Think you’ll skim the practice booklet before renewing your driver’s license? Think again.

California law requires a driver over 70 years of age to take a written knowledge test when renewing his or her driver’s license. I’ve been driving in California for over 50 years. How difficult could the written test be? Common sense should prevail, right? Don’t drive at unsafe speeds, don’t drink and drive, don’t run down pedestrians in cross walks.

DMV has a user-friendly web site where you can make your appointment, get the scoop on what the process will be and even take practice tests. I signed up for the required vision test, the new photograph and the knowledge test. I made the appointment at the DMV office in Turlock.

Mind you, DMV is deluged with people needing Real IDs and driver licenses. I imagined it would be a “hurry up and wait” process where time was wasted and half the day was lost.

I did lose half a day, but that wasn’t the fault of DMV. The Turlock office was packed, but operated seamlessly. We were quickly directed to the appropriate windows.

I remember taking the written test many years ago. We were given a long sheet of paper and a pencil. Now it’s done on a computer. You stand at a booth (or sit) before a computer screen. It’s a touch screen; you don’t use the keyboard. Each computer monitor is screened off from other testing booths, like voting booths before we all started voting by mail. So you are pretty much on your own.

My issue was the knowledge test. DMV provides folks with a short booklet on California driving laws. It’s a how-to booklet on how to be a responsible driver, and thereby pass the test to get the license. It’s quite well done and easy to follow.

But I should have paid more attention to the booklet instead of just skimming different sections.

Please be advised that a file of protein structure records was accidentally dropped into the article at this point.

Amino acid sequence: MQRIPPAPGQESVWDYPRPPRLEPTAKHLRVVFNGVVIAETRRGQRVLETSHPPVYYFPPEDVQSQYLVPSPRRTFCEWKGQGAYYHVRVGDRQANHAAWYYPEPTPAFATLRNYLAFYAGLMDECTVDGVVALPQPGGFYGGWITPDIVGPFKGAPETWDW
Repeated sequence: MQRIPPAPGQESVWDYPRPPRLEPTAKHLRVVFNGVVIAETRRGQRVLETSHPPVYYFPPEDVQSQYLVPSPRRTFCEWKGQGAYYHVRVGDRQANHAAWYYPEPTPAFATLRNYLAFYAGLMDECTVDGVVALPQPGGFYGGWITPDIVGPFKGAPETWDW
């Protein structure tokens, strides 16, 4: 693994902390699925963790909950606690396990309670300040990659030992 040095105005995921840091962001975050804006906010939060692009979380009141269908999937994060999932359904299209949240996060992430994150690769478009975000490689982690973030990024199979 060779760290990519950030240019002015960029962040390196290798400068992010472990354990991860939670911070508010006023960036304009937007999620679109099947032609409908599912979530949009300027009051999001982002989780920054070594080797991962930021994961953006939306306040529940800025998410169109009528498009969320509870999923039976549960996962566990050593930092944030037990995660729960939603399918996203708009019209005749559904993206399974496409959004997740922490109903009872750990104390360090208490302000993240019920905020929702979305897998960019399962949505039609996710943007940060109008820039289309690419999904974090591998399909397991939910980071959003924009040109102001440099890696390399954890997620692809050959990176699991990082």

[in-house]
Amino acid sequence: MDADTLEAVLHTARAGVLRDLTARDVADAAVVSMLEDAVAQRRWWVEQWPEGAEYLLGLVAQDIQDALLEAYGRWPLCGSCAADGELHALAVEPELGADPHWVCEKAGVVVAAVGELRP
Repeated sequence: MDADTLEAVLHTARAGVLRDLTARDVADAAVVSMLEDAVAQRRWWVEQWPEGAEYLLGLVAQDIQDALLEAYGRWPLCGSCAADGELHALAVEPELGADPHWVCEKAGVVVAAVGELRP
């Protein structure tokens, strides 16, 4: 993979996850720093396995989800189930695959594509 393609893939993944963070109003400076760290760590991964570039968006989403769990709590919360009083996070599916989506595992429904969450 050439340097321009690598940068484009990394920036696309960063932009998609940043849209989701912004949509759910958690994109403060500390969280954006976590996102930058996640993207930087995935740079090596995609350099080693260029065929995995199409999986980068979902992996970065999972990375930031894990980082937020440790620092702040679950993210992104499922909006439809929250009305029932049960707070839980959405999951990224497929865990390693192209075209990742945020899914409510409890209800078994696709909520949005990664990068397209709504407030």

I stood at the computer for my knowledge test. After typing in the identifiers, the donor permission and the voter registration info, the test began.

Practice makes perfect

Yikes! Who has the right of way at a T intersection? What is the speed limit on a two-way street when it is raining and law enforcement flashing lights are approaching? Who goes first when a pedestrian, a motorcyclist, a bicycle rider, a kid on a scooter or powered skateboard and your car all arrive at the same time at the intersection? (not a real question, but the answer is not the car).

Turns out I should have studied the DMV booklet. I failed the first test. And the second. But, like baseball, you get three strikes at the DMV. I got my packet from the clerk and left for a few hours, running home and poring over that booklet.

When I arrived back at the DMV office, the crowd was larger but still consistently moving toward all the assorted windows. There was no griping. I got my spot standing before the computer and began the test.

All is well. I passed.

But one little thing nags at me. I filled out the personal info when I signed in, and when I took the three tests. The computer asked me each time about voter registration, and I may have filled out the registration form all three times.

Please don’t tell Rudy Giuliani! Or the MyPillow guy.

Mike Lynch is a Turlock resident and Modesto political consultant.